Borscht or borshch (barszcz, barščiai, borș) is a vegetable soup from Eastern Europe. It is traditionally made with beetroot as a main ingredient which gives it a strong red color. Other, non-beet varieties also exist, such as the tomato paste-based orange borscht and the green (zelioni) borscht (sorrel soup).
The soup is part of the local culinary heritage of many Eastern
and Central European
nations. The Ukrainian and Russian name is borshch
(борщ). It is also a staple dish in Eastern Europe, and made its way into United States cuisine
and English vernacular
by way of Jewish immigrants (as well as other Eastern Europeans) with the spelling borsht
; the Yiddish
word for the soup is "בורשט" (borscht
). Alternative spellings are borshch
Hot and cold Borscht
There are two main variants of borscht, generically referred to as hot and cold. Both generally are based on beets, but are otherwise prepared and served differently.
Hot borscht (mostly Ukrainian and Russian), the kind most popular in the majority of cultures is a hearty soup with many common optional ingredients, depending on the cuisine, including various vegetables (beans, cabbage, carrots, cucumber, potatoes, onions, or tomatoes), mushrooms, and meats (chicken, pork, or beef). It is more akin to a stew than most soups, and may be eaten as a meal in itself, usually with thick dark bread.
Cold borshch exists in a number of cultures.
The basic Polish borscht (barszcz) recipe includes red beetroot, onions, garlic, and other vegetables such as carrots and celery or parsley roots. The ingredients are cooked for some time together to produce kind of clear broth (when strained) served as boullion in cups or in other ways. Some recipes include bacon as well, which gives the soup its distinctive, "smoky" taste.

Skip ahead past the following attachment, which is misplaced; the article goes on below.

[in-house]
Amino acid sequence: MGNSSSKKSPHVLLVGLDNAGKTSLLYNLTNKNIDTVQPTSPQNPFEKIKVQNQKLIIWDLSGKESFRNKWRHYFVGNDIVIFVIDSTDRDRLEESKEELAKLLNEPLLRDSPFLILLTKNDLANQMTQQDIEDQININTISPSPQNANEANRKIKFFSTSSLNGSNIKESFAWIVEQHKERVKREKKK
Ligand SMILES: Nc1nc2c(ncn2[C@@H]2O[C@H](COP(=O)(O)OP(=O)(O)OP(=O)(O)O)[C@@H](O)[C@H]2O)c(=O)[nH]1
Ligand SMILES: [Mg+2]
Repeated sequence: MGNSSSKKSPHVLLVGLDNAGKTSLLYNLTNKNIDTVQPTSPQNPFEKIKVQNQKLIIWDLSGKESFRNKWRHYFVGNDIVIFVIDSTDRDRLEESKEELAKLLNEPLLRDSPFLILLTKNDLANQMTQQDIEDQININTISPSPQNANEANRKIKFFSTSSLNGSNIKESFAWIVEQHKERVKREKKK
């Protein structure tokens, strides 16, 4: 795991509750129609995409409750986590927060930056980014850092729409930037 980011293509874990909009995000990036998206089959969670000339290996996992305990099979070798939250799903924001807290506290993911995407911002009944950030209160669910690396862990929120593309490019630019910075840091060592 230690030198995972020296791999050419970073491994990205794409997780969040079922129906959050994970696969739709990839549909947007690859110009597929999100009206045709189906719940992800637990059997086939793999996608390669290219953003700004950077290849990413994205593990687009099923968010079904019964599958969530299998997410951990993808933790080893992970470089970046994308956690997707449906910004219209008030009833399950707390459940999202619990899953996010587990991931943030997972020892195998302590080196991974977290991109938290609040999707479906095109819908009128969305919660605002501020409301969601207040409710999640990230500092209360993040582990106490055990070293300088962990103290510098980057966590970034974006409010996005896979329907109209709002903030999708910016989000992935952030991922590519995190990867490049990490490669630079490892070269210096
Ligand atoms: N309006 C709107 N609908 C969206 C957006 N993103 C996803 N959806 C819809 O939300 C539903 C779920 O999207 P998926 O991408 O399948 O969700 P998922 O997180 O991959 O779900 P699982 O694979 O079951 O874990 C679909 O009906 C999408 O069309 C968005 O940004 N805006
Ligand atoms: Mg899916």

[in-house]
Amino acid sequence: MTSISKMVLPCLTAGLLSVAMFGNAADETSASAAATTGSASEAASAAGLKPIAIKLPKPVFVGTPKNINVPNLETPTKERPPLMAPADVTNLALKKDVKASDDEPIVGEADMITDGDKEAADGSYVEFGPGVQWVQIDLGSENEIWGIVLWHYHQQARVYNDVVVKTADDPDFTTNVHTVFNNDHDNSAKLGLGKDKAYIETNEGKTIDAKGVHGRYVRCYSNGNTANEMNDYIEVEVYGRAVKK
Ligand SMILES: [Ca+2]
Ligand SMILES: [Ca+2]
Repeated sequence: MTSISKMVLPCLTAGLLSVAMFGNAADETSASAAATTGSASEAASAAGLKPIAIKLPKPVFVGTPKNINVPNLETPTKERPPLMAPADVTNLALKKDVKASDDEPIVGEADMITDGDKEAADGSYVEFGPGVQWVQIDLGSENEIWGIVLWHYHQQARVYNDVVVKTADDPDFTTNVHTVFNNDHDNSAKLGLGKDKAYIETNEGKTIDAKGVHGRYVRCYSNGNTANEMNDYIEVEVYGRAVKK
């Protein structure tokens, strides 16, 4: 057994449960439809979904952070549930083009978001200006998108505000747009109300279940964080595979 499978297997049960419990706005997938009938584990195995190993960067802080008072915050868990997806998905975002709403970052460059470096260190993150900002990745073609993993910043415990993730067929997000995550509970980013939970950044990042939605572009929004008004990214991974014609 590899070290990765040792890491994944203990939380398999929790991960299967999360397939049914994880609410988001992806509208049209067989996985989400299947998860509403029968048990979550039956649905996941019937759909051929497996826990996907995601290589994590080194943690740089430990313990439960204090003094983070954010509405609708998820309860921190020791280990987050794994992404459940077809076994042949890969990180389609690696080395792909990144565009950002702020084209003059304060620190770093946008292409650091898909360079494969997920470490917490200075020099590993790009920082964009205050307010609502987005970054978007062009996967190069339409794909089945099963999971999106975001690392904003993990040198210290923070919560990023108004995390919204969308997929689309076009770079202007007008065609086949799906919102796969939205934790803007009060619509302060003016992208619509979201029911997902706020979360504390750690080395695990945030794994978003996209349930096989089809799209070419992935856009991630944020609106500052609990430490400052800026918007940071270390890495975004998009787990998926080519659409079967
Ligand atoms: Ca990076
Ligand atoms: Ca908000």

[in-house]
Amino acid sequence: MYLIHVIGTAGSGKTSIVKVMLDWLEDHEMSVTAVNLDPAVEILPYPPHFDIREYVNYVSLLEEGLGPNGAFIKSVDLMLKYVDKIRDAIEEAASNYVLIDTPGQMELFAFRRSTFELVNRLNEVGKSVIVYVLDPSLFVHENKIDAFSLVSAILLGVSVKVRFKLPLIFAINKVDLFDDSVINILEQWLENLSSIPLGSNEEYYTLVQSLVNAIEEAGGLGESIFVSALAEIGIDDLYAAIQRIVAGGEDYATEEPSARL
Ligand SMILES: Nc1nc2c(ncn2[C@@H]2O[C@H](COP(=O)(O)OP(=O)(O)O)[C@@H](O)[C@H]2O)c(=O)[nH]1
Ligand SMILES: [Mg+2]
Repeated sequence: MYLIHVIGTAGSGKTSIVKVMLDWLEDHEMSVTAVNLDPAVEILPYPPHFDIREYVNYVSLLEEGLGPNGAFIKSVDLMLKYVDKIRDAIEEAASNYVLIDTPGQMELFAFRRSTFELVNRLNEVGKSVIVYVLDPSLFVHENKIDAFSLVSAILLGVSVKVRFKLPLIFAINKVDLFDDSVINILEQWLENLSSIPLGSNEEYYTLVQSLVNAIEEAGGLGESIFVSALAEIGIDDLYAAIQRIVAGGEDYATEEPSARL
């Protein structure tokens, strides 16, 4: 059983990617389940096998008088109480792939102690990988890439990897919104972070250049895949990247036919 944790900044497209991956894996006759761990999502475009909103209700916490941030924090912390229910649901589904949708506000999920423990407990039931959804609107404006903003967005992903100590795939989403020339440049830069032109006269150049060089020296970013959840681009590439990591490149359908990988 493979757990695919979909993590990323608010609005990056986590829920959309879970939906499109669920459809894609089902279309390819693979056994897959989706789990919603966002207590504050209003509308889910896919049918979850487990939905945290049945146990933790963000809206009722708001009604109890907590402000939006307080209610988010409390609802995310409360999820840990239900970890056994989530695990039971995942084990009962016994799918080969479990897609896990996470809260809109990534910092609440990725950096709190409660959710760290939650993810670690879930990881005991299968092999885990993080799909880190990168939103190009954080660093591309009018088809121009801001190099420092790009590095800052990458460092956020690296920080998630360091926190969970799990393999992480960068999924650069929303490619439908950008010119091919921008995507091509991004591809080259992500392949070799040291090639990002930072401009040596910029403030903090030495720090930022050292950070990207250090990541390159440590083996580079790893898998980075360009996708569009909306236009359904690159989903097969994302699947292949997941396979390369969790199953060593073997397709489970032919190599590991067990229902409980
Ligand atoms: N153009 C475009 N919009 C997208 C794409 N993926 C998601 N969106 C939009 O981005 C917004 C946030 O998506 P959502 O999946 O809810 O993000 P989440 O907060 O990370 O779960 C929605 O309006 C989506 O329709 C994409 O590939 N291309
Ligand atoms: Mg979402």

Other versions are richer as they include meat and cut vegetables of various kinds where beetroots aren't the main one (though this soup isn't always called barszcz, but rather beetroot soup). This variation of barszcz isn't strained and vegetable contents are left in it. Such soup can make the main course of obiad (main meal eaten in the early afternoon).
Barszcz in its strictly vegetarian version is the first course during the Christmas Eve feast. It's served with ravioli-type dumplings called "uszka" (lit. "little ears") with mushroom filling (sauerkraut can be used as well, again depending on the family tradition). Typically, this version does not include any meat ingredients, although some variants do.
As other Christmas traditions, barszcz served at that time has its own symbolic meaning. Most of food served at that time isn't quite the food of the living ones, but of those that passed away. Dried fruit, mushrooms — all symbolise death of the old year as opposed to birth of the new one a day later. Change of food on December 25 (Christmas) is a visible sign that old traditions are still preserved in those little, sometimes unclear ways.
A key component to the taste of barscz is acidity. Whilst barszcz can be made easily within a few hours by simply cooking the ingredients and adding vinegar, lemon juice or citric acid; the traditional way is to prepare barszcz several days before and allow it to naturally sour. Depending on the technique; the level of acidity required and the ingredients available, barszcz takes 3-7 days to prepare in this way.